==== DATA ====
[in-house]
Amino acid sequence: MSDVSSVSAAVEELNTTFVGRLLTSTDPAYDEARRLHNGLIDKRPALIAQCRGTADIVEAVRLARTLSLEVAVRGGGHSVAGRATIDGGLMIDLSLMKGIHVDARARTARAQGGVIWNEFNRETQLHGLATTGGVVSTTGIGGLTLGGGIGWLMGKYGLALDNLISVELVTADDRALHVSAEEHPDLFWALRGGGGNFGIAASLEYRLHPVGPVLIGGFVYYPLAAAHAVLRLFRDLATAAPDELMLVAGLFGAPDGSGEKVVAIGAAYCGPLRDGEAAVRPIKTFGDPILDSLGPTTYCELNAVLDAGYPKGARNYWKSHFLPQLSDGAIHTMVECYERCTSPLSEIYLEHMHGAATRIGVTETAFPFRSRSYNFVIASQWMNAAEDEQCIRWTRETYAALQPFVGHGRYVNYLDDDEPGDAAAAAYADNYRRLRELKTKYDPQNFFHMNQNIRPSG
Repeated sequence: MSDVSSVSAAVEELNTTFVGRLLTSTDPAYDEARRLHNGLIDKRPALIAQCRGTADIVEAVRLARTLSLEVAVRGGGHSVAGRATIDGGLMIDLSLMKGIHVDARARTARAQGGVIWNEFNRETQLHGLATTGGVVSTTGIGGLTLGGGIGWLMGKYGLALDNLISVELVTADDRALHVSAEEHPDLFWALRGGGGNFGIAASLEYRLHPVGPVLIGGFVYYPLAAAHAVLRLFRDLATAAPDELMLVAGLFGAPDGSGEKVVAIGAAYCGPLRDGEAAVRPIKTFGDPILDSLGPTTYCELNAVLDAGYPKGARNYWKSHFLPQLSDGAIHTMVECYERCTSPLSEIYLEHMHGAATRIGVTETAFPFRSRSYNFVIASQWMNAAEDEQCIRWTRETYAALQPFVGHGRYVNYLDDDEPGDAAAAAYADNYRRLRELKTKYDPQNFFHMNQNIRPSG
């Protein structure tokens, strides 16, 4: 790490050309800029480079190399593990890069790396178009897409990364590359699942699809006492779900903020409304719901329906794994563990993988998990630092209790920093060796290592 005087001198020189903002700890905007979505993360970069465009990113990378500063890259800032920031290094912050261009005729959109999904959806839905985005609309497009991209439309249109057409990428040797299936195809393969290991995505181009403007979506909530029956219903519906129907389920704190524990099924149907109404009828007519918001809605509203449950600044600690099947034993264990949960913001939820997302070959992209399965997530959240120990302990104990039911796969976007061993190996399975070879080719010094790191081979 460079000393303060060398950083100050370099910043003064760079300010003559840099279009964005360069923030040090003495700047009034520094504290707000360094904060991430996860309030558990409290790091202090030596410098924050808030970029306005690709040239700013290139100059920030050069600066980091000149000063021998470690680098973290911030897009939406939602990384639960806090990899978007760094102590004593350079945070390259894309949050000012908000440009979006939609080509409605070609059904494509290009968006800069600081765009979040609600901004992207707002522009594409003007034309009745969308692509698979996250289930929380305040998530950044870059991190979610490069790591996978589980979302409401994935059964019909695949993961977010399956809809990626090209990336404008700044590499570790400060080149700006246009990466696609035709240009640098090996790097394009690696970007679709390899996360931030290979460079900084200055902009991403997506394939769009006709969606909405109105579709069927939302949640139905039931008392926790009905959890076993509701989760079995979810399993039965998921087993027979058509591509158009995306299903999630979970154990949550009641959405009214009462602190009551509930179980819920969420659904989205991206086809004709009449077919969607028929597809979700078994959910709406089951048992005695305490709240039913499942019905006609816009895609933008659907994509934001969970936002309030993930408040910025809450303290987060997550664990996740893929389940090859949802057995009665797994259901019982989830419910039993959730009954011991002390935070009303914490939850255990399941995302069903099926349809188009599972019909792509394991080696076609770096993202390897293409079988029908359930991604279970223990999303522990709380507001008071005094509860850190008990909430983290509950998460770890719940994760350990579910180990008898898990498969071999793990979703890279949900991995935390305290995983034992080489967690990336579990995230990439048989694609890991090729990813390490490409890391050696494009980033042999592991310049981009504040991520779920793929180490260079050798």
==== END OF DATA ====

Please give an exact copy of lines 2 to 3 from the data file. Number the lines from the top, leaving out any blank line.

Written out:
Amino acid sequence: MSDVSSVSAAVEELNTTFVGRLLTSTDPAYDEARRLHNGLIDKRPALIAQCRGTADIVEAVRLARTLSLEVAVRGGGHSVAGRATIDGGLMIDLSLMKGIHVDARARTARAQGGVIWNEFNRETQLHGLATTGGVVSTTGIGGLTLGGGIGWLMGKYGLALDNLISVELVTADDRALHVSAEEHPDLFWALRGGGGNFGIAASLEYRLHPVGPVLIGGFVYYPLAAAHAVLRLFRDLATAAPDELMLVAGLFGAPDGSGEKVVAIGAAYCGPLRDGEAAVRPIKTFGDPILDSLGPTTYCELNAVLDAGYPKGARNYWKSHFLPQLSDGAIHTMVECYERCTSPLSEIYLEHMHGAATRIGVTETAFPFRSRSYNFVIASQWMNAAEDEQCIRWTRETYAALQPFVGHGRYVNYLDDDEPGDAAAAAYADNYRRLRELKTKYDPQNFFHMNQNIRPSG
Repeated sequence: MSDVSSVSAAVEELNTTFVGRLLTSTDPAYDEARRLHNGLIDKRPALIAQCRGTADIVEAVRLARTLSLEVAVRGGGHSVAGRATIDGGLMIDLSLMKGIHVDARARTARAQGGVIWNEFNRETQLHGLATTGGVVSTTGIGGLTLGGGIGWLMGKYGLALDNLISVELVTADDRALHVSAEEHPDLFWALRGGGGNFGIAASLEYRLHPVGPVLIGGFVYYPLAAAHAVLRLFRDLATAAPDELMLVAGLFGAPDGSGEKVVAIGAAYCGPLRDGEAAVRPIKTFGDPILDSLGPTTYCELNAVLDAGYPKGARNYWKSHFLPQLSDGAIHTMVECYERCTSPLSEIYLEHMHGAATRIGVTETAFPFRSRSYNFVIASQWMNAAEDEQCIRWTRETYAALQPFVGHGRYVNYLDDDEPGDAAAAAYADNYRRLRELKTKYDPQNFFHMNQNIRPSG